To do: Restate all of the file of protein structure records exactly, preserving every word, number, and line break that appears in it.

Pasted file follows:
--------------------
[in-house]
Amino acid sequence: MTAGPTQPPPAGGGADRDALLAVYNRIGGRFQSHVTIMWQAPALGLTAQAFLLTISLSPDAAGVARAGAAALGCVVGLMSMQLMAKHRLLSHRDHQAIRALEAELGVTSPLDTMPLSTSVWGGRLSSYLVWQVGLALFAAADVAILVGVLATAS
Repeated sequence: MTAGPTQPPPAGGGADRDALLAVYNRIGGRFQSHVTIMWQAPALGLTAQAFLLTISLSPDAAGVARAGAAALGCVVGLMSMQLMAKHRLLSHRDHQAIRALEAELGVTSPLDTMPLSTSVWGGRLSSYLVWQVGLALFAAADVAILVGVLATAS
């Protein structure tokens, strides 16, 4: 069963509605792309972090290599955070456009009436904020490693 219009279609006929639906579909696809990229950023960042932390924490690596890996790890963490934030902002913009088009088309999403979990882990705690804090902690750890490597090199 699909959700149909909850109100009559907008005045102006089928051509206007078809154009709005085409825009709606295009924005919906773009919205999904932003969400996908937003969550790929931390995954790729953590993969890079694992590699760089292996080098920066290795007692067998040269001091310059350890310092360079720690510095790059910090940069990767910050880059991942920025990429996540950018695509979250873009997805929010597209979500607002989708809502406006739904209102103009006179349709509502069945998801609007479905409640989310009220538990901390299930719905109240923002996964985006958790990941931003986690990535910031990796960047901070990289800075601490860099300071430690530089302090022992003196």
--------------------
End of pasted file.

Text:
[in-house]
Amino acid sequence: MTAGPTQPPPAGGGADRDALLAVYNRIGGRFQSHVTIMWQAPALGLTAQAFLLTISLSPDAAGVARAGAAALGCVVGLMSMQLMAKHRLLSHRDHQAIRALEAELGVTSPLDTMPLSTSVWGGRLSSYLVWQVGLALFAAADVAILVGVLATAS
Repeated sequence: MTAGPTQPPPAGGGADRDALLAVYNRIGGRFQSHVTIMWQAPALGLTAQAFLLTISLSPDAAGVARAGAAALGCVVGLMSMQLMAKHRLLSHRDHQAIRALEAELGVTSPLDTMPLSTSVWGGRLSSYLVWQVGLALFAAADVAILVGVLATAS
């Protein structure tokens, strides 16, 4: 069963509605792309972090290599955070456009009436904020490693 219009279609006929639906579909696809990229950023960042932390924490690596890996790890963490934030902002913009088009088309999403979990882990705690804090902690750890490597090199 699909959700149909909850109100009559907008005045102006089928051509206007078809154009709005085409825009709606295009924005919906773009919205999904932003969400996908937003969550790929931390995954790729953590993969890079694992590699760089292996080098920066290795007692067998040269001091310059350890310092360079720690510095790059910090940069990767910050880059991942920025990429996540950018695509979250873009997805929010597209979500607002989708809502406006739904209102103009006179349709509502069945998801609007479905409640989310009220538990901390299930719905109240923002996964985006958790990941931003986690990535910031990796960047901070990289800075601490860099300071430690530089302090022992003196």